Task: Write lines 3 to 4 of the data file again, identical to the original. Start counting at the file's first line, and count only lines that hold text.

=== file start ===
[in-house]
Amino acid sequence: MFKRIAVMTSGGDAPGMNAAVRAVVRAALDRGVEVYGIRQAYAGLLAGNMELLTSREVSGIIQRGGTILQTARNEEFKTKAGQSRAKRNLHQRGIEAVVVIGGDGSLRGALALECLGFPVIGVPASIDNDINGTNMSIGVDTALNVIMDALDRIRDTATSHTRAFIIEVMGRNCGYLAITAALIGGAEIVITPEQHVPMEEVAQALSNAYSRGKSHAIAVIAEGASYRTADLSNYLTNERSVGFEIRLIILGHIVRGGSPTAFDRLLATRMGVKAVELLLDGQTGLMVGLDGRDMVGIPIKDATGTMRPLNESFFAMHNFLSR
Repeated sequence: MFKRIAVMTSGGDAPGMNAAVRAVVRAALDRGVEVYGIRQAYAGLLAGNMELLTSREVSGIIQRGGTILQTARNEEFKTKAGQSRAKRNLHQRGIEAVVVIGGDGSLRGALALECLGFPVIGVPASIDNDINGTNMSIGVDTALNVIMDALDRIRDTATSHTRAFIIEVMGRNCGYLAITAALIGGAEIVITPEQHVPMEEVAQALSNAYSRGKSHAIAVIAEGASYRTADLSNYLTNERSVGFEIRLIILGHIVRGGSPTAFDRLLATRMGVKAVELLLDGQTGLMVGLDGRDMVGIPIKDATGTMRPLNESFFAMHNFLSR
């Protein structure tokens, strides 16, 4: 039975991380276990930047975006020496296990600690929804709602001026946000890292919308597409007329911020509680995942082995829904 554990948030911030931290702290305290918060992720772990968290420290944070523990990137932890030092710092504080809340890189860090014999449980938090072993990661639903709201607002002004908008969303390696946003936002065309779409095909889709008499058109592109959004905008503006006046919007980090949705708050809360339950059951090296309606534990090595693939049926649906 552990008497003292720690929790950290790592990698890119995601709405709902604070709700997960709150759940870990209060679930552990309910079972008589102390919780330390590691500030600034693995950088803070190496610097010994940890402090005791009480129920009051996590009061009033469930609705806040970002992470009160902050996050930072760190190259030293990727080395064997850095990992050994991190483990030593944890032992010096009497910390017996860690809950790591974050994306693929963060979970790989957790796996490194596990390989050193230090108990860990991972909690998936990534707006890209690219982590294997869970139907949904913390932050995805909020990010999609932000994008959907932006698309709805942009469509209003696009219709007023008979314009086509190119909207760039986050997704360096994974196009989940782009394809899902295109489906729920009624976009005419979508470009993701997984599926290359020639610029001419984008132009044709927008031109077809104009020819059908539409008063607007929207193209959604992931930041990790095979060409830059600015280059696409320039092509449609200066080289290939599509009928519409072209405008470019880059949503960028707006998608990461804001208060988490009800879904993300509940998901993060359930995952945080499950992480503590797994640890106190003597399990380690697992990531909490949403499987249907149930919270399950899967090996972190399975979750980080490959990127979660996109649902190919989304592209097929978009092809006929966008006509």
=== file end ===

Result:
Repeated sequence: MFKRIAVMTSGGDAPGMNAAVRAVVRAALDRGVEVYGIRQAYAGLLAGNMELLTSREVSGIIQRGGTILQTARNEEFKTKAGQSRAKRNLHQRGIEAVVVIGGDGSLRGALALECLGFPVIGVPASIDNDINGTNMSIGVDTALNVIMDALDRIRDTATSHTRAFIIEVMGRNCGYLAITAALIGGAEIVITPEQHVPMEEVAQALSNAYSRGKSHAIAVIAEGASYRTADLSNYLTNERSVGFEIRLIILGHIVRGGSPTAFDRLLATRMGVKAVELLLDGQTGLMVGLDGRDMVGIPIKDATGTMRPLNESFFAMHNFLSR
């Protein structure tokens, strides 16, 4: 039975991380276990930047975006020496296990600690929804709602001026946000890292919308597409007329911020509680995942082995829904 554990948030911030931290702290305290918060992720772990968290420290944070523990990137932890030092710092504080809340890189860090014999449980938090072993990661639903709201607002002004908008969303390696946003936002065309779409095909889709008499058109592109959004905008503006006046919007980090949705708050809360339950059951090296309606534990090595693939049926649906 552990008497003292720690929790950290790592990698890119995601709405709902604070709700997960709150759940870990209060679930552990309910079972008589102390919780330390590691500030600034693995950088803070190496610097010994940890402090005791009480129920009051996590009061009033469930609705806040970002992470009160902050996050930072760190190259030293990727080395064997850095990992050994991190483990030593944890032992010096009497910390017996860690809950790591974050994306693929963060979970790989957790796996490194596990390989050193230090108990860990991972909690998936990534707006890209690219982590294997869970139907949904913390932050995805909020990010999609932000994008959907932006698309709805942009469509209003696009219709007023008979314009086509190119909207760039986050997704360096994974196009989940782009394809899902295109489906729920009624976009005419979508470009993701997984599926290359020639610029001419984008132009044709927008031109077809104009020819059908539409008063607007929207193209959604992931930041990790095979060409830059600015280059696409320039092509449609200066080289290939599509009928519409072209405008470019880059949503960028707006998608990461804001208060988490009800879904993300509940998901993060359930995952945080499950992480503590797994640890106190003597399990380690697992990531909490949403499987249907149930919270399950899967090996972190399975979750980080490959990127979660996109649902190919989304592209097929978009092809006929966008006509």